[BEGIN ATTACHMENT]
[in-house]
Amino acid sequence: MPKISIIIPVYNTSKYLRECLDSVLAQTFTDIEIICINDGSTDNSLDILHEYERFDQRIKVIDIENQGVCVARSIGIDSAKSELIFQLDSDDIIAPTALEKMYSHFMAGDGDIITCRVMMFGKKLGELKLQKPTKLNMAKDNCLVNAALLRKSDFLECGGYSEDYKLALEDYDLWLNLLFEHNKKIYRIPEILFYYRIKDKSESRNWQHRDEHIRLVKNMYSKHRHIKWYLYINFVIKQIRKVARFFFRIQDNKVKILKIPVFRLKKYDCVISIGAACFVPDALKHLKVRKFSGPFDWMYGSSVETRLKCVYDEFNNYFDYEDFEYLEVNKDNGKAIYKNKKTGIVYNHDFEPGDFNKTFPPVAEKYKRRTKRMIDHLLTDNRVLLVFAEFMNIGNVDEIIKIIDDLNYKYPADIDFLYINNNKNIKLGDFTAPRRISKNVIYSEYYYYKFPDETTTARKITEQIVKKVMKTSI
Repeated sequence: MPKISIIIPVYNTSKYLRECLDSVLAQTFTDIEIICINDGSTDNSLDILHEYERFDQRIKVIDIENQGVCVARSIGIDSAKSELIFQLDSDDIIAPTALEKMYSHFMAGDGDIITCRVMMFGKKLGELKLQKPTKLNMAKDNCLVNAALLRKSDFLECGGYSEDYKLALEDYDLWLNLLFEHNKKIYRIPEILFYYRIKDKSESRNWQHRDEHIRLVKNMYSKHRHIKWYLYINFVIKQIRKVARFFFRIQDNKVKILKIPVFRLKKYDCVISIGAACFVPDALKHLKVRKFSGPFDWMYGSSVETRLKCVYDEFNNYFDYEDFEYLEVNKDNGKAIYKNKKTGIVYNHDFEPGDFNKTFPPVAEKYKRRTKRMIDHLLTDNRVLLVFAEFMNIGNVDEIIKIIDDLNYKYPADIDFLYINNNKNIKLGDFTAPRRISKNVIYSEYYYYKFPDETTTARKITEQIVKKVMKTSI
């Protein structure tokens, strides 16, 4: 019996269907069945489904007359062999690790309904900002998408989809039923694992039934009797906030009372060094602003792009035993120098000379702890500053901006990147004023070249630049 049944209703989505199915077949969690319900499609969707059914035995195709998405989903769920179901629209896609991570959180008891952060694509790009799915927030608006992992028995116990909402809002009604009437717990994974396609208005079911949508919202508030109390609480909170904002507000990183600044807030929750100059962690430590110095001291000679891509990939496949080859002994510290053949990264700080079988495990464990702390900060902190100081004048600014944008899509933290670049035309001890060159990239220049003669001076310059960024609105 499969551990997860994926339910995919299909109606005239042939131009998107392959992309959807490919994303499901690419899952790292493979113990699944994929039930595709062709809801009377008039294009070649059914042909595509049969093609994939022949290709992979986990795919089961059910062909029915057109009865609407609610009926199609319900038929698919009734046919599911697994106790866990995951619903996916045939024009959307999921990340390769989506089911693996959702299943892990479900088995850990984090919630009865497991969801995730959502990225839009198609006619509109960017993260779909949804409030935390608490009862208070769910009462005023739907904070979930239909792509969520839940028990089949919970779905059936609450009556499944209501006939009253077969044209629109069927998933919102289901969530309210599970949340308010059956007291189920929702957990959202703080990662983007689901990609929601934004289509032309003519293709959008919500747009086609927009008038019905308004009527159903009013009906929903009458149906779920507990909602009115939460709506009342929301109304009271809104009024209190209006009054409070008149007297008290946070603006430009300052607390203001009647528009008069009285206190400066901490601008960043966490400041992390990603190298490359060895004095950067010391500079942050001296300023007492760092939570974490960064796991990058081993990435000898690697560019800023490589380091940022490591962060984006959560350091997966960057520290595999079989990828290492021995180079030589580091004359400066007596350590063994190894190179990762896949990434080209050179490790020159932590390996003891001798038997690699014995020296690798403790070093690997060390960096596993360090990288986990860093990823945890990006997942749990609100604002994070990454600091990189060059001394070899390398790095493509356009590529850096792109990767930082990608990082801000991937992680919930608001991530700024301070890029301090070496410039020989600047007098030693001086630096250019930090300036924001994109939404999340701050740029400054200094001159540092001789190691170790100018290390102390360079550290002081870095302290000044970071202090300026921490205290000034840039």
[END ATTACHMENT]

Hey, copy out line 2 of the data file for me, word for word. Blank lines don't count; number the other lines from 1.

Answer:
Amino acid sequence: MPKISIIIPVYNTSKYLRECLDSVLAQTFTDIEIICINDGSTDNSLDILHEYERFDQRIKVIDIENQGVCVARSIGIDSAKSELIFQLDSDDIIAPTALEKMYSHFMAGDGDIITCRVMMFGKKLGELKLQKPTKLNMAKDNCLVNAALLRKSDFLECGGYSEDYKLALEDYDLWLNLLFEHNKKIYRIPEILFYYRIKDKSESRNWQHRDEHIRLVKNMYSKHRHIKWYLYINFVIKQIRKVARFFFRIQDNKVKILKIPVFRLKKYDCVISIGAACFVPDALKHLKVRKFSGPFDWMYGSSVETRLKCVYDEFNNYFDYEDFEYLEVNKDNGKAIYKNKKTGIVYNHDFEPGDFNKTFPPVAEKYKRRTKRMIDHLLTDNRVLLVFAEFMNIGNVDEIIKIIDDLNYKYPADIDFLYINNNKNIKLGDFTAPRRISKNVIYSEYYYYKFPDETTTARKITEQIVKKVMKTSI